In 1928 , together with K. S. Krishnan discovered Raman scattering on liquids (independently of L. I. Mandelstam and G. S. Landsberg ) (Nobel Prize, 1930). This phenomenon was another proof of the quantum nature of light. Raman scattering laid the foundation for a whole direction in the spectroscopy of molecules and crystals - Raman spectroscopy - an effective method for studying the electronic structure of molecules. Ernest Rutherford announced the discovery in a 1929 appeal to the Royal Society of London.
In 1941 - 1956 he worked on the theory of vibrations of the crystal lattice.
He did a lot for the development of science in India, founded a number of scientific journals, and created a school of physicists.
Winner of the Nobel Prize in Physics for 1930 ("for his work on the scattering of light and for the discovery of the effect named in his honor"). His Soviet colleagues, who made the same discovery in parallel, were not presented for the award. He became the first Nobel laureate in the field of science from Asia (before him, the Rabindranath Tagore received the Nobel Prize, but in the field of literature).
In 1954 he was awarded the highest civilian state award of India - Bharat Ratna . In addition, Raman received the title of knight from the British king, as well as an honorary doctorate from various universities (Calcutta, Bombay, Madras, Benares, Dhaka, Mysore, Delhi, Freiburg, Glasgow and Paris) and a number of medals. Among them - the Matteucci gold medal of the Italian National Academy of Sciences (1928), the Hughes medal of the Royal Society of London (1930), the Franklin medal of the Franklin Institute (1941). He was awarded honorary degrees by universities.
Member of a number of academies of sciences and scientific societies (the Royal Society of London, the Royal Philosophical Society of Glasgow, the Royal Irish Academy, the American Optical Society, the American Mineralogical Society, the Zurich Physical Society, and the Pontifical Academy of Sciences), a foreign corresponding member of the USSR Academy of Sciences ( 1947 ) [ 15] .
Active peace activist. Lenin Prize "For the consolidation of peace between peoples" ( 1957 ).
The Raman effect (1923) served as one of the strongest arguments in favor of the real existence of light quanta ( photons ).
In 1976, the International Astronomical Union named Raman Chandrasekhar Venkat crater on the visible side of the moon .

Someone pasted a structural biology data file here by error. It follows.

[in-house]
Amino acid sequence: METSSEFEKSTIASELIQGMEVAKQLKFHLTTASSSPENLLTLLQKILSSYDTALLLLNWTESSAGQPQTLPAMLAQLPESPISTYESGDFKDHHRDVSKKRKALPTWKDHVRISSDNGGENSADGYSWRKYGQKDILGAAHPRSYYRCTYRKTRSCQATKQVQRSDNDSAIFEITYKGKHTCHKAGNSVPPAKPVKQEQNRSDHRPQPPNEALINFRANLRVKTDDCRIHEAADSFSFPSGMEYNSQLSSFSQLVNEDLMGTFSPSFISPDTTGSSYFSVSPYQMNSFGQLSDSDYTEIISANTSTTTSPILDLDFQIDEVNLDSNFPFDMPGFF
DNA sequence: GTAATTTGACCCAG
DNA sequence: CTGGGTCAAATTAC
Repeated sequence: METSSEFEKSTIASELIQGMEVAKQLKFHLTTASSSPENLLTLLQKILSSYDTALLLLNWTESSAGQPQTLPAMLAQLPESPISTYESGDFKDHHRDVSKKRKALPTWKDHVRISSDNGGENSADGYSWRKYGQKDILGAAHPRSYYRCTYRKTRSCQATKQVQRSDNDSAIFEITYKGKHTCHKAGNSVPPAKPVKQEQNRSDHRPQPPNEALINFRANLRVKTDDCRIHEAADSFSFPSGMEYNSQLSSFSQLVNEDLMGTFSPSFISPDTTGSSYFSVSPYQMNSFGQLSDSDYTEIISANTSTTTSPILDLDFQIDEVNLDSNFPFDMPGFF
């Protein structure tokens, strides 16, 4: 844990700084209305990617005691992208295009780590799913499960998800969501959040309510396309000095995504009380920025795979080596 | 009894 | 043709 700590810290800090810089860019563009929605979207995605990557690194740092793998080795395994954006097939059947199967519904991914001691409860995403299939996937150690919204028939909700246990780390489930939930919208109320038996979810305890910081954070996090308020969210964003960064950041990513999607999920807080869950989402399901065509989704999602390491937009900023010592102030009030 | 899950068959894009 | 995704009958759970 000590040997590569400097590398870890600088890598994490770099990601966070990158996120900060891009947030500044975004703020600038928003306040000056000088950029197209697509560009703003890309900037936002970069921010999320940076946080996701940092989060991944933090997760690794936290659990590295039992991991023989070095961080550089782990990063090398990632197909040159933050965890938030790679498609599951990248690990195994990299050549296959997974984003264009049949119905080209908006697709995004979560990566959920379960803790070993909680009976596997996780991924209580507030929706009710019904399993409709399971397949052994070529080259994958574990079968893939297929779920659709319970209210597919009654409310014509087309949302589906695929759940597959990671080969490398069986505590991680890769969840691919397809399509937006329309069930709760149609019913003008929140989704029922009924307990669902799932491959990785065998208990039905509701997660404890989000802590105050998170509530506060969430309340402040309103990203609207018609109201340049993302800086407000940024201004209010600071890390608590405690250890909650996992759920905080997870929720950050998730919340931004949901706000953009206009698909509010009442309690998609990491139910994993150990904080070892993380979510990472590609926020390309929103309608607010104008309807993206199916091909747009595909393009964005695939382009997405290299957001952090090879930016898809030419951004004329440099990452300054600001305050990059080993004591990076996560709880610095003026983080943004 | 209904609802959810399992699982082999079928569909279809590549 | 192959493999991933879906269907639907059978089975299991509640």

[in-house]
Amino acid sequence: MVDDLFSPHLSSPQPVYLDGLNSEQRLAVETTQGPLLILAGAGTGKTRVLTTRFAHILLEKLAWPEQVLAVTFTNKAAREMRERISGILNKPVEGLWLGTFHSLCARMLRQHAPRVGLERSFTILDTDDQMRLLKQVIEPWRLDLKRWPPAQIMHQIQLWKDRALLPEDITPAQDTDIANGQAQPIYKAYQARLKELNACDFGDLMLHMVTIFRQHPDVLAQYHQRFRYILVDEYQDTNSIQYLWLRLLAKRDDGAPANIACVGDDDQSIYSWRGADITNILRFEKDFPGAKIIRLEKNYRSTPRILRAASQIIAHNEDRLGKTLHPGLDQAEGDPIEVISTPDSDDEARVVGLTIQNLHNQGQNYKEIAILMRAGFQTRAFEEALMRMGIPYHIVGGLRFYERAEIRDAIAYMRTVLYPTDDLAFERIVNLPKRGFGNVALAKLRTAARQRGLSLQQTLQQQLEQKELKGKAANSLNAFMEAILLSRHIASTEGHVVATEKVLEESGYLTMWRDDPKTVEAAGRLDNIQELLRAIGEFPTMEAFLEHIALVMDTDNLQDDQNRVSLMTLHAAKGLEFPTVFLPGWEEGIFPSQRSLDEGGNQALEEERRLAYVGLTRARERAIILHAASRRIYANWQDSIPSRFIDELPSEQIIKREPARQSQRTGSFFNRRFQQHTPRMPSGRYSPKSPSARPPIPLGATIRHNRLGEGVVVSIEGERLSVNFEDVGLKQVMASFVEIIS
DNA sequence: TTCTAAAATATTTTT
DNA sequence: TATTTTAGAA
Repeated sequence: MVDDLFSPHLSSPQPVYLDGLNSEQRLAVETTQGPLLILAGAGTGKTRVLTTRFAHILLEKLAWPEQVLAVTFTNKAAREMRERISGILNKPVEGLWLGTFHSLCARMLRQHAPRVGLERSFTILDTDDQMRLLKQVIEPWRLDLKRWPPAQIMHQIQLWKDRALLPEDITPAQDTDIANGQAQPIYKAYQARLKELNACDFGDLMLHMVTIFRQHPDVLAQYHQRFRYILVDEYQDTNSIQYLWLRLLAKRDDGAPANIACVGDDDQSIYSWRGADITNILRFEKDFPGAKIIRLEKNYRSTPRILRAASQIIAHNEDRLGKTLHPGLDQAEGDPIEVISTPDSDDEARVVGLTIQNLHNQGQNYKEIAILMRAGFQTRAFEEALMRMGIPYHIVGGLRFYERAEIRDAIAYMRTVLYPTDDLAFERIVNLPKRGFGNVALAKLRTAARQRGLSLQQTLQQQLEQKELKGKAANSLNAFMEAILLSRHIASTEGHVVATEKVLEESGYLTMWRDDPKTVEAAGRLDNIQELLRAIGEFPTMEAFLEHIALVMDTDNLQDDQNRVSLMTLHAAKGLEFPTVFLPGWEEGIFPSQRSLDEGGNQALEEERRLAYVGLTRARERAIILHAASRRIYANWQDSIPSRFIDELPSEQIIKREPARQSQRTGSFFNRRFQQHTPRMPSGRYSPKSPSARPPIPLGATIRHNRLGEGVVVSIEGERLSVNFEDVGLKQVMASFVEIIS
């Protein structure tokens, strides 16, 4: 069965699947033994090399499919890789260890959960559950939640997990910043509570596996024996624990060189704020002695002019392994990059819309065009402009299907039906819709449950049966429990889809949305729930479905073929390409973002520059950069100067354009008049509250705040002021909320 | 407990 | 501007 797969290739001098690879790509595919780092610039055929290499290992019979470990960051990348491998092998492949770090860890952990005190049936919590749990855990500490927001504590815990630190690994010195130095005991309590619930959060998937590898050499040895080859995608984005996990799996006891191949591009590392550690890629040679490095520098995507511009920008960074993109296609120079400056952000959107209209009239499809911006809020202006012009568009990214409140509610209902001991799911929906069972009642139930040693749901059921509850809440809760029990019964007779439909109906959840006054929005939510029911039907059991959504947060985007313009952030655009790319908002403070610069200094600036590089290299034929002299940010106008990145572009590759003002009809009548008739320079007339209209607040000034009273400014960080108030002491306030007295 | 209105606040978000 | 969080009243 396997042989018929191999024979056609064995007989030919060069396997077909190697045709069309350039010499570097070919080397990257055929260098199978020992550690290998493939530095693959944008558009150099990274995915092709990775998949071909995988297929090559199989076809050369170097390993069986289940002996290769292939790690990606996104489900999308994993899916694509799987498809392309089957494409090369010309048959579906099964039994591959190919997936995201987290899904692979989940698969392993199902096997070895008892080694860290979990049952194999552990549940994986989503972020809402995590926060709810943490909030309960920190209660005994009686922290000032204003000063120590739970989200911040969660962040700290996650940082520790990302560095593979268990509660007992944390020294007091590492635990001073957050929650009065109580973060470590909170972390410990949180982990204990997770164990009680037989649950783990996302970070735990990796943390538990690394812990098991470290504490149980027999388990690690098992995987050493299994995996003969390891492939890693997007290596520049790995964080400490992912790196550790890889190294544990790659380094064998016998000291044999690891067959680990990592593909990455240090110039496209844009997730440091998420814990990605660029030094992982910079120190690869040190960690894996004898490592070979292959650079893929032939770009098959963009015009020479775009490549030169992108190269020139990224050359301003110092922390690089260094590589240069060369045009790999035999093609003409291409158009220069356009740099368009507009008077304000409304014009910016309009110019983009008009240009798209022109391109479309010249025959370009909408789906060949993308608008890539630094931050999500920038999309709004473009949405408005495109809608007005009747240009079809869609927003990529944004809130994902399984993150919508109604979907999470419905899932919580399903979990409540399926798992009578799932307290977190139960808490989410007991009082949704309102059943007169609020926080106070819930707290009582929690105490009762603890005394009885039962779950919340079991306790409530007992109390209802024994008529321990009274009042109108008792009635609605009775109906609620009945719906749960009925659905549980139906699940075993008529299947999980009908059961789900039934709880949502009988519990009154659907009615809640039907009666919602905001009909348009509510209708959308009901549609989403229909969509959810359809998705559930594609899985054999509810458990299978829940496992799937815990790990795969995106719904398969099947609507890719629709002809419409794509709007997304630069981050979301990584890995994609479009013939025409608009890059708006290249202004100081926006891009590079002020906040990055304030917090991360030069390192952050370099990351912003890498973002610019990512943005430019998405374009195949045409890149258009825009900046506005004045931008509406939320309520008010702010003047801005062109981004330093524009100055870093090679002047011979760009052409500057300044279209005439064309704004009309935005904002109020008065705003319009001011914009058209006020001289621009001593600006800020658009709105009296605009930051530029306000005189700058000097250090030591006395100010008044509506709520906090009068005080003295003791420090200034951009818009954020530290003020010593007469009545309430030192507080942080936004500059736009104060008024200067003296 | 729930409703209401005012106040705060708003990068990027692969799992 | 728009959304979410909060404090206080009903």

November 28, India celebrates the national day of science in honor of the discovery of Raman scattering on this day in 1928.
- Raman spectroscopy
- BNF identifier : Open Data Platform
- Committee of Historical and Scientific Works
- Sir Venkata Raman - Biographical . Nobel Peace Prize - Official website. Date of treatment November 6, 2013.
- Raman, Sir Chandrashekhara Venkata . Encyclopædia Britannica, Inc. (2007). Date of appeal September 11, 2007.
- Venkataraman, G. (1988) Journey into Light: Life and Science of CV Raman . Oxford University Press. ISBN 818532400X .
- https://www.famousscientists.org/cv-raman/ Raman's family were Brahmins, the Hindu caste of priests and scholars.
- The Nobel Prize in Physics 1930 Sir Venkata Raman , Official Nobel prize biography, nobelprize.org
- Prasar, Vigyan Chandrashekhara Venkata Raman A Legend of Modern Indian Science . Government of India. Date of treatment November 7, 2013. Archived November 10, 2013.
- This Month in Physics History February 1928: Raman scattering discovered APS News Archives February 2009 vol. 18 no.2
- Raman, Sir (Chandrashekhara) Venkata . - Oxford University Press, 2004.
- Profile of Raman Chandrasekhar Venkata on the official website of the RAS
- Khramov Yu. A. Raman Chandrasekhara Venkata // Physicists: Biographical Reference / Ed. A.I. Akhiezer . - Ed. 2nd, rev. and add. - M .: Nauka , 1983 .-- S. 227. - 400 p. - 200,000 copies. (per.)
- Raman (Raman) Chandrasekhara Venkata // Great Soviet Encyclopedia : [30 vol.] / Ch. ed. A.M. Prokhorov . - 3rd ed. - M .: Soviet Encyclopedia, 1969-1978.
- CV Raman centennial issue (neopr.) // Journal of the Indian Institute of Science. - 1988. - T. 68 , No. 11-12 .